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Black Hat 2013: What's New In Security? Nothing.

I get the question a lot at conferences like Black Hat: What do I see as the next big thing in security? I usually respond with a blank stare. The reason is that I see absolutely nothing new, and haven't for some time.

Some might say that's a cynical, jaded response. I don't think so. Security doesn't need a constant torrent of new trends to be interesting and important.

A decade ago, when I first started writing about the security industry, it seemed as though I was chasing a new trend every year, then every six months. In the beginning the big news always involved worm outbreaks like Sasser and Mytob. First a big vulnerability would be revealed on Patch Tuesday and then someone would exploit it with the malware. Then the trend shifted from covering that to chasing the latest data breach. From early 2005 onward, every time a company announced it had suffered a breach, reporters like me would have to drop everything and chase it. Eventually, breaches were announced so often that it ceased to qualify as breaking news. Then the trend shifted to such things as hacktivism and the rise of cloud insecurity. The one constant along the way has been the challenge of regulatory compliance, from HIPAA to Sarbanes-Oxley and PCI DSS.

But in more recent years, especially the last two or three, I've seen nothing new. It's the same old threats and the same old technological and cultural challenges. 

Gone are the days when I attended security conferences in hopes of catching a new trend. As I see it, we keep coming to these events in hopes of finding some new morsel of information on how to deal a little more effectively with the same old stuff.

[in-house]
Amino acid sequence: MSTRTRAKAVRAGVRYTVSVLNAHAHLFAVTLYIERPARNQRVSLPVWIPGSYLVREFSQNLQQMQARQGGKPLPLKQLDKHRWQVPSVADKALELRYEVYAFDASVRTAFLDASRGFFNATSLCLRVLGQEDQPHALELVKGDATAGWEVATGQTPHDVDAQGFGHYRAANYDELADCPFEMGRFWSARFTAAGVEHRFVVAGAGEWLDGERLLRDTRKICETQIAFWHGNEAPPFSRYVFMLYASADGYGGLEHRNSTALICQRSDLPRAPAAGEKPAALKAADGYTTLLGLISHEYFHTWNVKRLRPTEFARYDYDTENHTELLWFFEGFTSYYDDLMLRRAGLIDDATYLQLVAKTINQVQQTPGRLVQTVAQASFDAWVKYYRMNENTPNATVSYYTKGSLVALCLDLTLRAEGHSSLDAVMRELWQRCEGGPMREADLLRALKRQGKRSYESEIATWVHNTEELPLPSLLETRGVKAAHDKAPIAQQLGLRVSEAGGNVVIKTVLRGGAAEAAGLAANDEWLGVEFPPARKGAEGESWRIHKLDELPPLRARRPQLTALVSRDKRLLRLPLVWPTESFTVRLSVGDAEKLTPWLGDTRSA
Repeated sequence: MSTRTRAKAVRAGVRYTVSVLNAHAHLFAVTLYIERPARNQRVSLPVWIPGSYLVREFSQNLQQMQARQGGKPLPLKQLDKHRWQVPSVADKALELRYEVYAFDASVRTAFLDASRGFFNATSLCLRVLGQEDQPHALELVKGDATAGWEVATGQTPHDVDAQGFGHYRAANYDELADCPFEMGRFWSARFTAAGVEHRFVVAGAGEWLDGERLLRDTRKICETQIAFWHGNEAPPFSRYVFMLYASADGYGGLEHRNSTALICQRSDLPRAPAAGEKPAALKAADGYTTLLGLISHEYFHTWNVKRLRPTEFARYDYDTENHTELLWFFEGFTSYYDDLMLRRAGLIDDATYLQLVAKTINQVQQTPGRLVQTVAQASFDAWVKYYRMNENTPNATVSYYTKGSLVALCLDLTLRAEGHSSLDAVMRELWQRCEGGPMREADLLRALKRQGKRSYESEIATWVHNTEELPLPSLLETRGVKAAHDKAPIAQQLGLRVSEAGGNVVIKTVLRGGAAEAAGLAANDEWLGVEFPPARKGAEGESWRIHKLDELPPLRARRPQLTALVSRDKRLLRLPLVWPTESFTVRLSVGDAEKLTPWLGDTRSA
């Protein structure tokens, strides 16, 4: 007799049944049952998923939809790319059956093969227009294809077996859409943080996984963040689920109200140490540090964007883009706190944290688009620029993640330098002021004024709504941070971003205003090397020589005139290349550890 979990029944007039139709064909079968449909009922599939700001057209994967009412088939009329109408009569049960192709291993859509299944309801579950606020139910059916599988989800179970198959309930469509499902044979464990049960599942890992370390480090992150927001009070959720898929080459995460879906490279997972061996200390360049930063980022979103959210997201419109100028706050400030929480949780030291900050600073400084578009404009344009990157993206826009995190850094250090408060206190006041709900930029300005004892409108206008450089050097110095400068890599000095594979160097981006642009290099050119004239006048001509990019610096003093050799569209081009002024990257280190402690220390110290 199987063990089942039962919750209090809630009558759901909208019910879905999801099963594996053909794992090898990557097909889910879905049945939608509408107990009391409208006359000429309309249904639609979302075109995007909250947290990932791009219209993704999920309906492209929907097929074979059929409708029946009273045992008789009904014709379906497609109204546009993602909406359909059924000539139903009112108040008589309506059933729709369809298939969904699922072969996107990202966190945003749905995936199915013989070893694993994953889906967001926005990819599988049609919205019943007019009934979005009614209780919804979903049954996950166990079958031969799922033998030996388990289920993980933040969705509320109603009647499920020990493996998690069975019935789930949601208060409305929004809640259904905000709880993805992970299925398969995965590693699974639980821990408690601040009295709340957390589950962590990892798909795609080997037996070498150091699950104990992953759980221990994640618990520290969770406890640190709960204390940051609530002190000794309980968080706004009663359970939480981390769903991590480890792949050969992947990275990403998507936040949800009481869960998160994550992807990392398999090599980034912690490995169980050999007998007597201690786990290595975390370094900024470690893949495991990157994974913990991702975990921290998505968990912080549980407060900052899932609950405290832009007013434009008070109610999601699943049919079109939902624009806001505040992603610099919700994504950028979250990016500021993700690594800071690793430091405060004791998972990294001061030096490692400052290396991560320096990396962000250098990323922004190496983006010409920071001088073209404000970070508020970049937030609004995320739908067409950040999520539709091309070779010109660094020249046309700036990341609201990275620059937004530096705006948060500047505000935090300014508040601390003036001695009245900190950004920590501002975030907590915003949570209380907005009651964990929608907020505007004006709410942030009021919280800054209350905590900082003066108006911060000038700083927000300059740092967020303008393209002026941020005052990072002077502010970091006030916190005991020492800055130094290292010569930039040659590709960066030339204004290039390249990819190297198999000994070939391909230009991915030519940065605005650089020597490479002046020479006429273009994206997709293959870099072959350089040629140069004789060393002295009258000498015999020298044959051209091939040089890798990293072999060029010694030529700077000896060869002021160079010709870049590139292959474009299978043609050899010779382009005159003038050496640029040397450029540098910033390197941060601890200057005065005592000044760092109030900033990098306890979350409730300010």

Sometimes fresh insight comes our way. Sometimes we walk away with more questions than we started with.

Will some major shift take place in the next couple of years? Perhaps.

For now, I'm more interested in how we deal with the older problems that continue to vex us.


Marcus Ranum said pretty much the same thing at Blackhat in 98? As usual his choice of words was a little acerbic, kinda pissed people off. But what he said then is still true today. Security in the same, nothing changes. the weakest link is still the user and the second weakest is the password. Sure technology gets updated but we are still chasing the same basic principles.

I know exactly what you mean, Bill. With all the changes that happened in the last couple of years, there are absolutely a lot of things that we currently don't know about Black Hat. I can only wish it gets better for us from here.

"Form follows function" we were told, back in the '60s, when we were learning to convert manual procedures to RPG.

those manual procedures were paper based. mostly what we did was to "analyze" how the paper based system worked -- and then do the same thing "on computer"

but there was one thing on paper that didn't get converted: when the pen turned into the keyboard authentication,-- was dropped.

that didn't matter much when the bank courier came by at 5 o'clock to pick up the tapes.

Today an electronic funds transfer (EFT) can be launched from an ever increasing variety of sources.

the industry goes on an on ad nauseum about encryption, claiming they are protecting data that way. but they prefer not to discuss authentication -- which is where the real trouble lies

not just in EFT, but more particularly in software distribution. e/mail, for example, has been used to distribute malware. This is done by creating e/mails that are either forgeries or just bait. e/mails are generally not authenticated and this tends to facilitate such activities.

progress has been made in software distributiuon. such as authenticode for msft updates and approved libraries for android apps for phones. but hackers are like mice: if there is a way -- they will find it. today they are shifting to include their malware in the software distribution channel so thast it gets incorporated into "legitimate" apps. Zero-defect procedures will be needed to combat this as everyone involved in building software will need to 'vet' the libraries they are using in their builds.

a better general public understanding of electronic authentication will tend to improve general expectations and lead to a better general practice in electronic communication.

I don't think x.509 is the answer. every computing device should have PGP or GnuPG so that owners can identify which sources they will honor -- for software as well as for EFT.

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